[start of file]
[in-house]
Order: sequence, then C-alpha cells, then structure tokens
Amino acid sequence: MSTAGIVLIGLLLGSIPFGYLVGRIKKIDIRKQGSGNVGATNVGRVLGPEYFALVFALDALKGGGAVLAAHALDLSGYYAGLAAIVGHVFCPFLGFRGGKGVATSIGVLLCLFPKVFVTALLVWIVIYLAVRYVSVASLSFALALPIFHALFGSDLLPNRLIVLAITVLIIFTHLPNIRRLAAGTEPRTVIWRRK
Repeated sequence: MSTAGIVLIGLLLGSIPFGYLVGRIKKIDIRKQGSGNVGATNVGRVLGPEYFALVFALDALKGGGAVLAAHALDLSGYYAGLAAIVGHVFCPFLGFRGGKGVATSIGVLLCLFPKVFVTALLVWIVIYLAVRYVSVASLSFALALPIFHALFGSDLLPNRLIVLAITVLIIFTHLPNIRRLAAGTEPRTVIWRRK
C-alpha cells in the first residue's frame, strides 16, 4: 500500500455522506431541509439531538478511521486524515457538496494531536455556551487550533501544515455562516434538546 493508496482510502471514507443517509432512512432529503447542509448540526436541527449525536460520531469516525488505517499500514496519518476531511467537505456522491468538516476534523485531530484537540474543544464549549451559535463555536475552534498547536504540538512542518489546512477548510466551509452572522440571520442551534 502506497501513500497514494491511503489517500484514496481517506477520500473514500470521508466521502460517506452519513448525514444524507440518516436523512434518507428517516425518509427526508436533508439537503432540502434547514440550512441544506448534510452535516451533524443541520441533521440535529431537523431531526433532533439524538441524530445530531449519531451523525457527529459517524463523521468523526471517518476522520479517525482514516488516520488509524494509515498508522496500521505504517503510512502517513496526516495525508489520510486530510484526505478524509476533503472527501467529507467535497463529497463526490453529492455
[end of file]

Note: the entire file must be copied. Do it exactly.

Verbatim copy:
[in-house]
Order: sequence, then C-alpha cells, then structure tokens
Amino acid sequence: MSTAGIVLIGLLLGSIPFGYLVGRIKKIDIRKQGSGNVGATNVGRVLGPEYFALVFALDALKGGGAVLAAHALDLSGYYAGLAAIVGHVFCPFLGFRGGKGVATSIGVLLCLFPKVFVTALLVWIVIYLAVRYVSVASLSFALALPIFHALFGSDLLPNRLIVLAITVLIIFTHLPNIRRLAAGTEPRTVIWRRK
Repeated sequence: MSTAGIVLIGLLLGSIPFGYLVGRIKKIDIRKQGSGNVGATNVGRVLGPEYFALVFALDALKGGGAVLAAHALDLSGYYAGLAAIVGHVFCPFLGFRGGKGVATSIGVLLCLFPKVFVTALLVWIVIYLAVRYVSVASLSFALALPIFHALFGSDLLPNRLIVLAITVLIIFTHLPNIRRLAAGTEPRTVIWRRK
C-alpha cells in the first residue's frame, strides 16, 4: 500500500455522506431541509439531538478511521486524515457538496494531536455556551487550533501544515455562516434538546 493508496482510502471514507443517509432512512432529503447542509448540526436541527449525536460520531469516525488505517499500514496519518476531511467537505456522491468538516476534523485531530484537540474543544464549549451559535463555536475552534498547536504540538512542518489546512477548510466551509452572522440571520442551534 502506497501513500497514494491511503489517500484514496481517506477520500473514500470521508466521502460517506452519513448525514444524507440518516436523512434518507428517516425518509427526508436533508439537503432540502434547514440550512441544506448534510452535516451533524443541520441533521440535529431537523431531526433532533439524538441524530445530531449519531451523525457527529459517524463523521468523526471517518476522520479517525482514516488516520488509524494509515498508522496500521505504517503510512502517513496526516495525508489520510486530510484526505478524509476533503472527501467529507467535497463529497463526490453529492455